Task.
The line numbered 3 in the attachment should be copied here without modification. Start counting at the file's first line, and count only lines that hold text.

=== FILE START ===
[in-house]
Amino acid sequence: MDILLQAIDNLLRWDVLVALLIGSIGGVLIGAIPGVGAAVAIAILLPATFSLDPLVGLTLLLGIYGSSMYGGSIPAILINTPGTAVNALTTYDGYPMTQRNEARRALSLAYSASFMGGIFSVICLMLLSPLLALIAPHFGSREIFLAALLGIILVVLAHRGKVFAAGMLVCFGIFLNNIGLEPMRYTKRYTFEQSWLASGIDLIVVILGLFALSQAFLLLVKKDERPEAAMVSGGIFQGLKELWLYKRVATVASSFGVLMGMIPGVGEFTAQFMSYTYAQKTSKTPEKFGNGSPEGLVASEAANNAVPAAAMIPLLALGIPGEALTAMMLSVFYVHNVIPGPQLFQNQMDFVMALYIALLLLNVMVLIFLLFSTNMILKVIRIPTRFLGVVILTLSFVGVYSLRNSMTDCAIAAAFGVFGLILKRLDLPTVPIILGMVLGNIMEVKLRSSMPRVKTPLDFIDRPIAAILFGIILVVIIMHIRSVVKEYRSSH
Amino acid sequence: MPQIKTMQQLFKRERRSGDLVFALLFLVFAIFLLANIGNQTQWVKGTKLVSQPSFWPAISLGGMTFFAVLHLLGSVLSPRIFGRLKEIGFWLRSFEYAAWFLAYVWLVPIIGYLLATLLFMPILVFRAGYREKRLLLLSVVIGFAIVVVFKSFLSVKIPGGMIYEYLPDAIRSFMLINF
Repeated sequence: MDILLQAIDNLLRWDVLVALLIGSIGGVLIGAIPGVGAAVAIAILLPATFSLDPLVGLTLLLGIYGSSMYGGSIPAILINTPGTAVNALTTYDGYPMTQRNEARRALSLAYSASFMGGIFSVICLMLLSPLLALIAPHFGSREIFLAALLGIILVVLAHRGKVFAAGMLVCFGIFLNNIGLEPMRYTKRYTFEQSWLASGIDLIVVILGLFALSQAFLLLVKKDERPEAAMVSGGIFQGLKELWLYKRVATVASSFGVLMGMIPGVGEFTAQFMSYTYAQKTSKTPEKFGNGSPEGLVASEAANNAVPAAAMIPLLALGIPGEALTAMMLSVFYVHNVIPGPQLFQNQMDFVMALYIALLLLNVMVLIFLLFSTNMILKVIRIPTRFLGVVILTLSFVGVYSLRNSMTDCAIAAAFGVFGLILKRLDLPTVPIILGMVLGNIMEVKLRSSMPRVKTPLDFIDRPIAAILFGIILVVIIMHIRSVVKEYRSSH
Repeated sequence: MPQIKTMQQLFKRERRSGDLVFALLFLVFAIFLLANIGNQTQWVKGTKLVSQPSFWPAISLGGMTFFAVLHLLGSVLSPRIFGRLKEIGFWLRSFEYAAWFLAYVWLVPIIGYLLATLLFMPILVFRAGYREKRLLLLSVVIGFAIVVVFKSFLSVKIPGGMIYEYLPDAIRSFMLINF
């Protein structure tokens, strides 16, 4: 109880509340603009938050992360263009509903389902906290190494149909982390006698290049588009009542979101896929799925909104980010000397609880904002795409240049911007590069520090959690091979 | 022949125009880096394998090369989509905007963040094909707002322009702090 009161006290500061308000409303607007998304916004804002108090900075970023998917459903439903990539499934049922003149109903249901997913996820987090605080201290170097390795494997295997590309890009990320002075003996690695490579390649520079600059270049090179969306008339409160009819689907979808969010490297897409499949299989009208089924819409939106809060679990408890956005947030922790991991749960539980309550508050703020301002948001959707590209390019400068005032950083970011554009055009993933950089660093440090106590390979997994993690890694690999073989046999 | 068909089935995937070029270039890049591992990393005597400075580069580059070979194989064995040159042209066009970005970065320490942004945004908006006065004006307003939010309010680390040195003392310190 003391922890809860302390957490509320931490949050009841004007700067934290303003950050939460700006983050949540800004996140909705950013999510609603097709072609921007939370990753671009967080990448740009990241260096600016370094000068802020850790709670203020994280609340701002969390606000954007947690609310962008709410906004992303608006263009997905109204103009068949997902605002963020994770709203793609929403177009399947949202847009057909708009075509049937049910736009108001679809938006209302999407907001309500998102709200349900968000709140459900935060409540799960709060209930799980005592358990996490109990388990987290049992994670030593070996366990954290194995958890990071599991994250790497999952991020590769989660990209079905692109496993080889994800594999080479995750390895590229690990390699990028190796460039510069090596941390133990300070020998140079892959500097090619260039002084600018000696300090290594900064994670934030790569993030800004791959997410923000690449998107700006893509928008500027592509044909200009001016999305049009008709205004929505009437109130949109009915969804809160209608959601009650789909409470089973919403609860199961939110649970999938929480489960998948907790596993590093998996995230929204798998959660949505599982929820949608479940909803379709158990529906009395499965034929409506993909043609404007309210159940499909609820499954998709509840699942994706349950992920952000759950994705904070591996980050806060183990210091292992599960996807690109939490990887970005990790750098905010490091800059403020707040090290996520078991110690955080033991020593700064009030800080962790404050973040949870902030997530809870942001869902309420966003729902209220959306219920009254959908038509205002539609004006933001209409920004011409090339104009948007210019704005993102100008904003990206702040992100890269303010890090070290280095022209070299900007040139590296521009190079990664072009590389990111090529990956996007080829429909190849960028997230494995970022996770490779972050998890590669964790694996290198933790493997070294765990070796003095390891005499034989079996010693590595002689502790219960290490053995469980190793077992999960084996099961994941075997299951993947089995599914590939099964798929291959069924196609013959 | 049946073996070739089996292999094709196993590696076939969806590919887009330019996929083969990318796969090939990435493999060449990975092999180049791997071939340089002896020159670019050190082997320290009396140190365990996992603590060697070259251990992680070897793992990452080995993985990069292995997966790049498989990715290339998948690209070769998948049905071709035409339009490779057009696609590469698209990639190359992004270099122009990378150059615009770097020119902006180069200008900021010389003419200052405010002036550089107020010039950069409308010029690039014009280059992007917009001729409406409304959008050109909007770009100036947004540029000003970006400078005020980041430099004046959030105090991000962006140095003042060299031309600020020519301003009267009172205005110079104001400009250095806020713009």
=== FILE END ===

Amino acid sequence: MPQIKTMQQLFKRERRSGDLVFALLFLVFAIFLLANIGNQTQWVKGTKLVSQPSFWPAISLGGMTFFAVLHLLGSVLSPRIFGRLKEIGFWLRSFEYAAWFLAYVWLVPIIGYLLATLLFMPILVFRAGYREKRLLLLSVVIGFAIVVVFKSFLSVKIPGGMIYEYLPDAIRSFMLINF